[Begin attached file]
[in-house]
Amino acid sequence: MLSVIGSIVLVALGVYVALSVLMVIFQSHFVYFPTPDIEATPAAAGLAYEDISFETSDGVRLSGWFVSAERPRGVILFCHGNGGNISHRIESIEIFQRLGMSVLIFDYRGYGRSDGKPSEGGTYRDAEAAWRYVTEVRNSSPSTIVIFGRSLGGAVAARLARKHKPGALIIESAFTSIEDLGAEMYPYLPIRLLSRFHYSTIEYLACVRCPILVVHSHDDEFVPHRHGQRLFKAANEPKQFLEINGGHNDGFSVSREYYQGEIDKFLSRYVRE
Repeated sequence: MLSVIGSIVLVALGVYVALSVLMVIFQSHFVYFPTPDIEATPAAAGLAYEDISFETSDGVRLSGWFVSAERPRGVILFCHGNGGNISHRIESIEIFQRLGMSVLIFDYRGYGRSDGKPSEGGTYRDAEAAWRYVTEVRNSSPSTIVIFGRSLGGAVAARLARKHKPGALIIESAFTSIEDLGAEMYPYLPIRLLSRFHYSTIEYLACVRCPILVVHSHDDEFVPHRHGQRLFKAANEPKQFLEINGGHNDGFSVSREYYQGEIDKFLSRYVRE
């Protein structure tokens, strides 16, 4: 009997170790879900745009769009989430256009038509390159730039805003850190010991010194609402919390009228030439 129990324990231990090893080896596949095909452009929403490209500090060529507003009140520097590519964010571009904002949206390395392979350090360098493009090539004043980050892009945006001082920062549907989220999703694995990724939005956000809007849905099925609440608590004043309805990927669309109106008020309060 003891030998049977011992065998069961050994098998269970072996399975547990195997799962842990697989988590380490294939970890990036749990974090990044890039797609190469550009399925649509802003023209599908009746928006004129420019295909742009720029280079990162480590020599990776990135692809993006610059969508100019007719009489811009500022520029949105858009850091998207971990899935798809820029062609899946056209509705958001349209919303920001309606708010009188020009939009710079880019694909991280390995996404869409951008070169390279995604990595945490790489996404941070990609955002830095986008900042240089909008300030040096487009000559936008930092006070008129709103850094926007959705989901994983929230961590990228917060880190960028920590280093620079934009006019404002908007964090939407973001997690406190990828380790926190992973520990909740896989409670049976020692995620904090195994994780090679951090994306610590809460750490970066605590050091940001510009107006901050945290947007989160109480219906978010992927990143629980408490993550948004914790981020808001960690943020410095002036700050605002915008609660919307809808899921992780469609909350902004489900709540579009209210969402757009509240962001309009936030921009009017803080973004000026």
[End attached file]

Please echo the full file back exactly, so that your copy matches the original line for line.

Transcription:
[in-house]
Amino acid sequence: MLSVIGSIVLVALGVYVALSVLMVIFQSHFVYFPTPDIEATPAAAGLAYEDISFETSDGVRLSGWFVSAERPRGVILFCHGNGGNISHRIESIEIFQRLGMSVLIFDYRGYGRSDGKPSEGGTYRDAEAAWRYVTEVRNSSPSTIVIFGRSLGGAVAARLARKHKPGALIIESAFTSIEDLGAEMYPYLPIRLLSRFHYSTIEYLACVRCPILVVHSHDDEFVPHRHGQRLFKAANEPKQFLEINGGHNDGFSVSREYYQGEIDKFLSRYVRE
Repeated sequence: MLSVIGSIVLVALGVYVALSVLMVIFQSHFVYFPTPDIEATPAAAGLAYEDISFETSDGVRLSGWFVSAERPRGVILFCHGNGGNISHRIESIEIFQRLGMSVLIFDYRGYGRSDGKPSEGGTYRDAEAAWRYVTEVRNSSPSTIVIFGRSLGGAVAARLARKHKPGALIIESAFTSIEDLGAEMYPYLPIRLLSRFHYSTIEYLACVRCPILVVHSHDDEFVPHRHGQRLFKAANEPKQFLEINGGHNDGFSVSREYYQGEIDKFLSRYVRE
């Protein structure tokens, strides 16, 4: 009997170790879900745009769009989430256009038509390159730039805003850190010991010194609402919390009228030439 129990324990231990090893080896596949095909452009929403490209500090060529507003009140520097590519964010571009904002949206390395392979350090360098493009090539004043980050892009945006001082920062549907989220999703694995990724939005956000809007849905099925609440608590004043309805990927669309109106008020309060 003891030998049977011992065998069961050994098998269970072996399975547990195997799962842990697989988590380490294939970890990036749990974090990044890039797609190469550009399925649509802003023209599908009746928006004129420019295909742009720029280079990162480590020599990776990135692809993006610059969508100019007719009489811009500022520029949105858009850091998207971990899935798809820029062609899946056209509705958001349209919303920001309606708010009188020009939009710079880019694909991280390995996404869409951008070169390279995604990595945490790489996404941070990609955002830095986008900042240089909008300030040096487009000559936008930092006070008129709103850094926007959705989901994983929230961590990228917060880190960028920590280093620079934009006019404002908007964090939407973001997690406190990828380790926190992973520990909740896989409670049976020692995620904090195994994780090679951090994306610590809460750490970066605590050091940001510009107006901050945290947007989160109480219906978010992927990143629980408490993550948004914790981020808001960690943020410095002036700050605002915008609660919307809808899921992780469609909350902004489900709540579009209210969402757009509240962001309009936030921009009017803080973004000026």